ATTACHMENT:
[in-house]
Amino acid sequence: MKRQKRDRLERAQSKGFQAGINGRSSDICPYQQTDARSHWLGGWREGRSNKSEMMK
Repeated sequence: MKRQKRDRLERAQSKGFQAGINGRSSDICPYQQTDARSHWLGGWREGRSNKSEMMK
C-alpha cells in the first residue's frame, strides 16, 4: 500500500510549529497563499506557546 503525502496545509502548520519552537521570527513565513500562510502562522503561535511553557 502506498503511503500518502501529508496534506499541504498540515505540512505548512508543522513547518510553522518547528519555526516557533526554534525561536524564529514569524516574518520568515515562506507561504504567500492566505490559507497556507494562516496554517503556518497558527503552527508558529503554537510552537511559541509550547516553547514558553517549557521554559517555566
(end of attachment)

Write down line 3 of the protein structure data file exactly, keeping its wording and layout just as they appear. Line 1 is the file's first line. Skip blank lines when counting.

Repeated sequence: MKRQKRDRLERAQSKGFQAGINGRSSDICPYQQTDARSHWLGGWREGRSNKSEMMK